Picture of sea vessel plough through rough maritime conditions

Innovations in marine technology, pioneered through Open Access research...

Strathprints makes available scholarly Open Access content by researchers in the Department of Naval Architecture, Ocean & Marine Engineering based within the Faculty of Engineering.

Research here explores the potential of marine renewables, such as offshore wind, current and wave energy devices to promote the delivery of diverse energy sources. Expertise in offshore hydrodynamics in offshore structures also informs innovations within the oil and gas industries. But as a world-leading centre of marine technology, the Department is recognised as the leading authority in all areas related to maritime safety, such as resilience engineering, collision avoidance and risk-based ship design. Techniques to support sustainability vessel life cycle management is a key research focus.

Explore the Open Access research of the Department of Naval Architecture, Ocean & Marine Engineering. Or explore all of Strathclyde's Open Access research...

Glimpse : Movement for Wellbeing in the Workplace

Bradley, Jay and Johnson, Michael, Digital Health & Care Institute (DHI) Crooks, George, ed. (2017) Glimpse : Movement for Wellbeing in the Workplace. Digital Health & Care Institute, Glasgow.

Text (Bradley-Johnson-DHI-2017-Glimpse)
Accepted Author Manuscript

Download (127kB) | Preview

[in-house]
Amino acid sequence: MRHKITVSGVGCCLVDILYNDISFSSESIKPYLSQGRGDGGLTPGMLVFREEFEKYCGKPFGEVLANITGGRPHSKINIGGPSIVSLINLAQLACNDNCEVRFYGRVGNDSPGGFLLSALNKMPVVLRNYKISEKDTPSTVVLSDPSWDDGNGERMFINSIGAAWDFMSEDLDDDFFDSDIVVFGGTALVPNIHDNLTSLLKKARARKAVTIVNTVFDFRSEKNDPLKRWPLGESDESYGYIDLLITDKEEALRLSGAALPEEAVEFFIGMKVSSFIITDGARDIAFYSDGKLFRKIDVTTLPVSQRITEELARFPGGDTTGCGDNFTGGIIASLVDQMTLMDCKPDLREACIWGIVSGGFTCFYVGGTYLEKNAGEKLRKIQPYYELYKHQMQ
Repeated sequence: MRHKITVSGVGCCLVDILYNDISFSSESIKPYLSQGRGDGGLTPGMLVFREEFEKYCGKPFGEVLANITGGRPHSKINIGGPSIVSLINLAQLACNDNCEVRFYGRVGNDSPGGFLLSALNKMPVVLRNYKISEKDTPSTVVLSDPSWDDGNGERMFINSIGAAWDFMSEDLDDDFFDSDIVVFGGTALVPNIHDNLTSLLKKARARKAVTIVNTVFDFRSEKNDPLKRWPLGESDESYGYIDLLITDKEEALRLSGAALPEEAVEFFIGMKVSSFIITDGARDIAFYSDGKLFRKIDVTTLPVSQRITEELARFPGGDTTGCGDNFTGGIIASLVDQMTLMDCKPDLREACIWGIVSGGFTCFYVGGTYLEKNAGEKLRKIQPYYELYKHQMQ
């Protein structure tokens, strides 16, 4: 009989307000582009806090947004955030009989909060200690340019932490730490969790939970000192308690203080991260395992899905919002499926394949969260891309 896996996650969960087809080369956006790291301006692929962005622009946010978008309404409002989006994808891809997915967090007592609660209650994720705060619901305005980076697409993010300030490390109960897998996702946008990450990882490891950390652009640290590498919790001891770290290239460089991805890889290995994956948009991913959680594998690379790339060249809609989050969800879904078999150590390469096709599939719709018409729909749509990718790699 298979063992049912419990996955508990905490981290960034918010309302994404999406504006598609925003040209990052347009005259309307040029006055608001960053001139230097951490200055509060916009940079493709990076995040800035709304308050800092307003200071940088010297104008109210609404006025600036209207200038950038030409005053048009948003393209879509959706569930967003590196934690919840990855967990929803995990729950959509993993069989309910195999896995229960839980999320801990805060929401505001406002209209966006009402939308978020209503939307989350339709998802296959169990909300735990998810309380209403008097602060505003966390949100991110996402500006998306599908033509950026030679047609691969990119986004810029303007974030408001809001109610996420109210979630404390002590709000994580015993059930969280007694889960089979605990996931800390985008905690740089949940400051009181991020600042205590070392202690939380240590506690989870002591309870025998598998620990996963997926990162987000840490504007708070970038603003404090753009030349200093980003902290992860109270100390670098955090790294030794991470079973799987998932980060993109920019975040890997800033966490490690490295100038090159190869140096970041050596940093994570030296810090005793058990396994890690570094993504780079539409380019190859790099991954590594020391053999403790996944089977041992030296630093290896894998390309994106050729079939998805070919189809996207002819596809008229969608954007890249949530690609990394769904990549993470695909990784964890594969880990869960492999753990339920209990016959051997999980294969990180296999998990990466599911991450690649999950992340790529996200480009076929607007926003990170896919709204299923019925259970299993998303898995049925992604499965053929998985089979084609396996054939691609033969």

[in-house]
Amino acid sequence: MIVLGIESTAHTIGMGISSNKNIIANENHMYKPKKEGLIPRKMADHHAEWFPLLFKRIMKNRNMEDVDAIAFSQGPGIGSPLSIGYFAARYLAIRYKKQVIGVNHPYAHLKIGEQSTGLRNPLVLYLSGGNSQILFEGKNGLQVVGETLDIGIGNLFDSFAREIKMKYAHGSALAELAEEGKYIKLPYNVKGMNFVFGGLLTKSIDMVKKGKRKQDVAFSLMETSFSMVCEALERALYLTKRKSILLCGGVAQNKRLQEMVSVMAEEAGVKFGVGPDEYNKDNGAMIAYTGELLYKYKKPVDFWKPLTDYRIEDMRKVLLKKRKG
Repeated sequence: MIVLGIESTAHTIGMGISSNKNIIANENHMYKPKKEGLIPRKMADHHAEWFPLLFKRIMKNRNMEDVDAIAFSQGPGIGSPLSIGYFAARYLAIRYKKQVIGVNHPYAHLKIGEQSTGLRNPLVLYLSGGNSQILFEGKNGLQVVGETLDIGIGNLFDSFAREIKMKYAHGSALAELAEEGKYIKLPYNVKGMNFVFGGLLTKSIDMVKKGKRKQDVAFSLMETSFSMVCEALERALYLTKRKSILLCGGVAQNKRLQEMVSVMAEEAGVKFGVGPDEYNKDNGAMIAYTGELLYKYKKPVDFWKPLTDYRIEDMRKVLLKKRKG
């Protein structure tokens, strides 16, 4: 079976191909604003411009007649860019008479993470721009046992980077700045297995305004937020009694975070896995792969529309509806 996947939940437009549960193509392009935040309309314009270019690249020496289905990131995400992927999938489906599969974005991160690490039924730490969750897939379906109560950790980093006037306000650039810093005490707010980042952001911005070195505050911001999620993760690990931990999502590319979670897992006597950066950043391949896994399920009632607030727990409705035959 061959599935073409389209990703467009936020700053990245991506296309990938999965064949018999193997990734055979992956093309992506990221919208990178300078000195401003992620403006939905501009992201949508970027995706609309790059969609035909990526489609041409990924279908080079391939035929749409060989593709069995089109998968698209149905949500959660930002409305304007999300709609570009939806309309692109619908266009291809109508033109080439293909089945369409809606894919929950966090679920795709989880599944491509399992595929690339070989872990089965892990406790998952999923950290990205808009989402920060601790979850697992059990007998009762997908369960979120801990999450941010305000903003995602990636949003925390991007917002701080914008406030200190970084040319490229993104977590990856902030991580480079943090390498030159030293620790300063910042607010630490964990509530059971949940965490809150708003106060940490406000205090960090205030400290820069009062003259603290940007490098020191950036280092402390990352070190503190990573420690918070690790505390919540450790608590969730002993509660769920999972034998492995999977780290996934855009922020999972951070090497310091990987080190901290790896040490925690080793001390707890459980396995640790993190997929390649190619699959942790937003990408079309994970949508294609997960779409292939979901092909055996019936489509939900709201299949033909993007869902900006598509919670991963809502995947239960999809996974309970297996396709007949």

Moving Well explored what people would like to do in the workplace to improve their physical and mental wellbeing. It focused on simple and gentle movements that might be recognisable from Tai Chi or similar mind body practices. The Experience Lab team led two co-design workshops in collaboration with Glimpse Ltd., who are knowledgeable and experienced in running Movement for Wellbeing workshops within workplaces. It was proposed that people can increase their wellbeing by introducing and maintaining a simple regime of gentle exercise during their working day. We asked how to practically achieve this and how to promote the pursuit of wellbeing within the workplace. In each co-design workshop, we used several design research methods to explore the possibilities in this space together with participants who showed an interest in the context or, in some cases, had particular personal issues around wellbeing in the workplace, such as having to manage chronic conditions. The first co-design workshop looked at the context participants work in and the reasons for addressing wellbeing in the workplace. This produced personas and scenarios representing the typical habits, motivations and lifestyles of people with long hours of desktop working and included opportunities for bringing wellbeing practices into their daily routines. The second co-design workshop looked at how people attempt to manage their wellbeing at work and how wellbeing practices can be promoted and sustained. Recommendations for future work emerged from the co-design activities, creating space for the discussion and consideration of wellbeing by addressing topics such as: the value of wellbeing and feeling self-conscious; sustaining the practice of wellbeing within the workplace; considering motivations such as relieving stress and anxiety; managing long term conditions by working with props and recording and evidencing progress; implications for supportive technologies; and the importance of changing the culture of the workplace.